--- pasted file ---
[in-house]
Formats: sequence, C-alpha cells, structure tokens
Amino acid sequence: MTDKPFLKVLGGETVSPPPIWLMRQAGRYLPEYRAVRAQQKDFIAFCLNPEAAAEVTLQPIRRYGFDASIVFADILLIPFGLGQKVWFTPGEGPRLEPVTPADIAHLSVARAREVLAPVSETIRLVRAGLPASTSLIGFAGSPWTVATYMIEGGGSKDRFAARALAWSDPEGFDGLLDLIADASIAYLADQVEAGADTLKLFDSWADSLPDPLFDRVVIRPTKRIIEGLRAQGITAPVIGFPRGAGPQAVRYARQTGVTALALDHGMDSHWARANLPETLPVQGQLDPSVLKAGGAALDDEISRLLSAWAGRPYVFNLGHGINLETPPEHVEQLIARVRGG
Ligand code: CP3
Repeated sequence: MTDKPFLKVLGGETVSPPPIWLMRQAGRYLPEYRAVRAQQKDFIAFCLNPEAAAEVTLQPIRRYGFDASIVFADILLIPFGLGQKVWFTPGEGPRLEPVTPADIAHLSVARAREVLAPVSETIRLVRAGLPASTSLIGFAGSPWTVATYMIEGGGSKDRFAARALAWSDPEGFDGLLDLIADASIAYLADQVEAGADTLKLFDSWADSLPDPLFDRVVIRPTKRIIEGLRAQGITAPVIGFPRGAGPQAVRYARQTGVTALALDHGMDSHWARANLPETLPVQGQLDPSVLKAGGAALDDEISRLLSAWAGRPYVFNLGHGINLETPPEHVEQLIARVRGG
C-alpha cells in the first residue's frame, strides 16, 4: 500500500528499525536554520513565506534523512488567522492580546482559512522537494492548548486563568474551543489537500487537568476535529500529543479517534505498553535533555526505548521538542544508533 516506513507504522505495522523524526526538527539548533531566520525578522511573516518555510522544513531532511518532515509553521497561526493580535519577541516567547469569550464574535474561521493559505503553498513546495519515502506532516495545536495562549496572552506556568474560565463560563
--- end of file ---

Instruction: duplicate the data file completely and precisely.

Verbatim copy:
[in-house]
Formats: sequence, C-alpha cells, structure tokens
Amino acid sequence: MTDKPFLKVLGGETVSPPPIWLMRQAGRYLPEYRAVRAQQKDFIAFCLNPEAAAEVTLQPIRRYGFDASIVFADILLIPFGLGQKVWFTPGEGPRLEPVTPADIAHLSVARAREVLAPVSETIRLVRAGLPASTSLIGFAGSPWTVATYMIEGGGSKDRFAARALAWSDPEGFDGLLDLIADASIAYLADQVEAGADTLKLFDSWADSLPDPLFDRVVIRPTKRIIEGLRAQGITAPVIGFPRGAGPQAVRYARQTGVTALALDHGMDSHWARANLPETLPVQGQLDPSVLKAGGAALDDEISRLLSAWAGRPYVFNLGHGINLETPPEHVEQLIARVRGG
Ligand code: CP3
Repeated sequence: MTDKPFLKVLGGETVSPPPIWLMRQAGRYLPEYRAVRAQQKDFIAFCLNPEAAAEVTLQPIRRYGFDASIVFADILLIPFGLGQKVWFTPGEGPRLEPVTPADIAHLSVARAREVLAPVSETIRLVRAGLPASTSLIGFAGSPWTVATYMIEGGGSKDRFAARALAWSDPEGFDGLLDLIADASIAYLADQVEAGADTLKLFDSWADSLPDPLFDRVVIRPTKRIIEGLRAQGITAPVIGFPRGAGPQAVRYARQTGVTALALDHGMDSHWARANLPETLPVQGQLDPSVLKAGGAALDDEISRLLSAWAGRPYVFNLGHGINLETPPEHVEQLIARVRGG
C-alpha cells in the first residue's frame, strides 16, 4: 500500500528499525536554520513565506534523512488567522492580546482559512522537494492548548486563568474551543489537500487537568476535529500529543479517534505498553535533555526505548521538542544508533 516506513507504522505495522523524526526538527539548533531566520525578522511573516518555510522544513531532511518532515509553521497561526493580535519577541516567547469569550464574535474561521493559505503553498513546495519515502506532516495545536495562549496572552506556568474560565463560563